10 Apple Watch Fixes Apple Should Make Now

From its vibrant display and slick design to its robust app selection and Apple Pay integration, the Apple Watch is the best smartwatch yet. However, some early issues have cropped up, including tattoos throwing the Apple Watch’s heart rate sensor for a loop and reports of a faulty Taptic Engine on some units (although those apparently didn't ship to customers).

A lot of people I've spoken to say they're going to wait for the second version of the Apple Watch, so that Tim Cook & Co. will have the kinks worked out by then. That's a fair stance to take, given that this is the company's first wearable device. But most of the issues I have with the Apple Watch -- with the exception of no built-in GPS -- could be easily fixed with various updates and tweaks.

Here's what I think Apple's engineers and software specialists should be working on right now.

Always Show the Time

To show the time on the Apple Watch, you need to lift your arm to light up the display. I get why Apple made this call - it saves battery life - but I'd still much rather see the time whenever I looked down. Apple should just employ a low-power mode that lets you see what time it is with a dimmer display, even if it means going monochrome.

Add Downloadable Watch Faces

I really like that you can customize the Apple Watch's preloaded watch faces, especially the modular one that lets you place the time, your next appointment, current weather, battery meter and more, all in one place. Unfortunately, the 10 included watch faces are all you get, and - at least for now - you can't download additional faces. In fact, Apple has prohibited developers from submitting apps that are primarily used to tell time. I hope the company sets up a separate store for watch faces, because that will give users more personalization options.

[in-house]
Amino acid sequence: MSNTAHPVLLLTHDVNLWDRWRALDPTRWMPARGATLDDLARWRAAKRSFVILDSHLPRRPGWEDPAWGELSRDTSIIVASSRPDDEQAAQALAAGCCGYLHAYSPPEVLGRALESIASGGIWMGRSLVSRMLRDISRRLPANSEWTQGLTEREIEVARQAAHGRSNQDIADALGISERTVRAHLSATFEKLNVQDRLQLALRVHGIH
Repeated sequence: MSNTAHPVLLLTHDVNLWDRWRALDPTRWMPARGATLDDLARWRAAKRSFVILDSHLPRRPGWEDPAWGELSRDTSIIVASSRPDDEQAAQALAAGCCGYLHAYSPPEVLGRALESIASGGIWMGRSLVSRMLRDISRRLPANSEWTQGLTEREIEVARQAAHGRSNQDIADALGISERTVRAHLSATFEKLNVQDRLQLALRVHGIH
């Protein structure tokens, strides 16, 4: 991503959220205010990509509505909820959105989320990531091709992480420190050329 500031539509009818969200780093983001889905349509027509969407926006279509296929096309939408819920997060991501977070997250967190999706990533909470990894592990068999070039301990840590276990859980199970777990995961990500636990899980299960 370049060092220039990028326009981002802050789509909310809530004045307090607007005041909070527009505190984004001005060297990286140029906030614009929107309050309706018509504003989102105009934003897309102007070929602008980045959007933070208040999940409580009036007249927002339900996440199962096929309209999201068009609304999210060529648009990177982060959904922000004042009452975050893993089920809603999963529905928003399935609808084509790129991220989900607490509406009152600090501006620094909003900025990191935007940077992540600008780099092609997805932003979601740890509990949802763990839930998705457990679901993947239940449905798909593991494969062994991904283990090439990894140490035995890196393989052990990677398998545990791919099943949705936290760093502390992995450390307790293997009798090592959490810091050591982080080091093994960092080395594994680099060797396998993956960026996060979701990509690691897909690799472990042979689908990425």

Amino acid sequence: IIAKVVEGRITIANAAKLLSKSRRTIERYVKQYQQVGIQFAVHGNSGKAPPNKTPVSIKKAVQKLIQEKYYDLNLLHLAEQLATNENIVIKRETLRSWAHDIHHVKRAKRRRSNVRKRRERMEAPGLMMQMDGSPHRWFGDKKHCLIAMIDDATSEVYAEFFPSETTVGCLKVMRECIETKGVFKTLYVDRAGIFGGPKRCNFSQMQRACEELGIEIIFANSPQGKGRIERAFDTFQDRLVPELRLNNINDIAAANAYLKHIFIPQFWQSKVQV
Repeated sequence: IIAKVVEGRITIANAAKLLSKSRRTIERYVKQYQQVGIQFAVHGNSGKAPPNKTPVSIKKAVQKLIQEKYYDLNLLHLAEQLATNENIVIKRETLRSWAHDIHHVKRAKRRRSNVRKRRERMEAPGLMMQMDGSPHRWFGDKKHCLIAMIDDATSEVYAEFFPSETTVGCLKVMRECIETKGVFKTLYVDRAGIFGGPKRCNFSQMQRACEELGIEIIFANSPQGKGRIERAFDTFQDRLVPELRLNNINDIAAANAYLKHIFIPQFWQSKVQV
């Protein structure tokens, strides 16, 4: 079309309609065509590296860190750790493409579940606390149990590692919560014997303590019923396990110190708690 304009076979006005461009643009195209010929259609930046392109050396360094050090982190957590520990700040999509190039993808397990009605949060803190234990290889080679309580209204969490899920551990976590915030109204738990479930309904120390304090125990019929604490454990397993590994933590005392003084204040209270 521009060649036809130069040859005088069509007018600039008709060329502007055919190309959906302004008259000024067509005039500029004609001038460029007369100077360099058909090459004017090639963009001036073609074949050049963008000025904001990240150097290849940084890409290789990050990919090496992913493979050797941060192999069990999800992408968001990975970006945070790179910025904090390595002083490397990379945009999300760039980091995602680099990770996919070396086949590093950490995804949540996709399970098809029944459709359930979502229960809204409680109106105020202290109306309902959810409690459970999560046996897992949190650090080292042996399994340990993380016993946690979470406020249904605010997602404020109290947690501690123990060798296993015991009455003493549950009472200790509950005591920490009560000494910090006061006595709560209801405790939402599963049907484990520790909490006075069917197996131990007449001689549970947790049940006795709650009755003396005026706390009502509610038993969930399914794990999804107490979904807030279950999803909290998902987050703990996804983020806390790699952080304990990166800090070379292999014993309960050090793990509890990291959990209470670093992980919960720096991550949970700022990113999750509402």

Let Third-Party Apps Access Heart Rate

It sounds like this is temporary, but at least for now third-party fitness apps like Nike+ and Runtastic can't use the Apple Watch's heart rate sensor. So if you want to see how many beats per minute you're hitting during that run or elliptical session, you're going to have to use Apple's own Workout app. The good news is that "native" apps that can tap the full potential of Apple's hardware are coming later this year.

MORE: Apple Watch FAQ

Allow Me to Respond to Emails Via Voice

Apple made the odd decision to let people respond to text messages with their voice but not emails. I say give us the option. There are plenty of times where I just want to utter a quick reply and I don’t want to get out my phone and type. That's the benefit of having Siri onboard.

Revamp the App Screen

I admit that the App Screen on the Apple Watch looks kind of fun, and it's trippy when you zoom around the sea of icons with your finger. But overall it's a pretty mess, even though you can use the Apple Watch app on your iPhone to reposition the icons. Maybe there should be quadrants for categories (like fitness, news, social, games) that you can zoom into, or maybe Apple should only show your favorite six apps at once and then you scroll for more. Whatever the option, there must be a better way.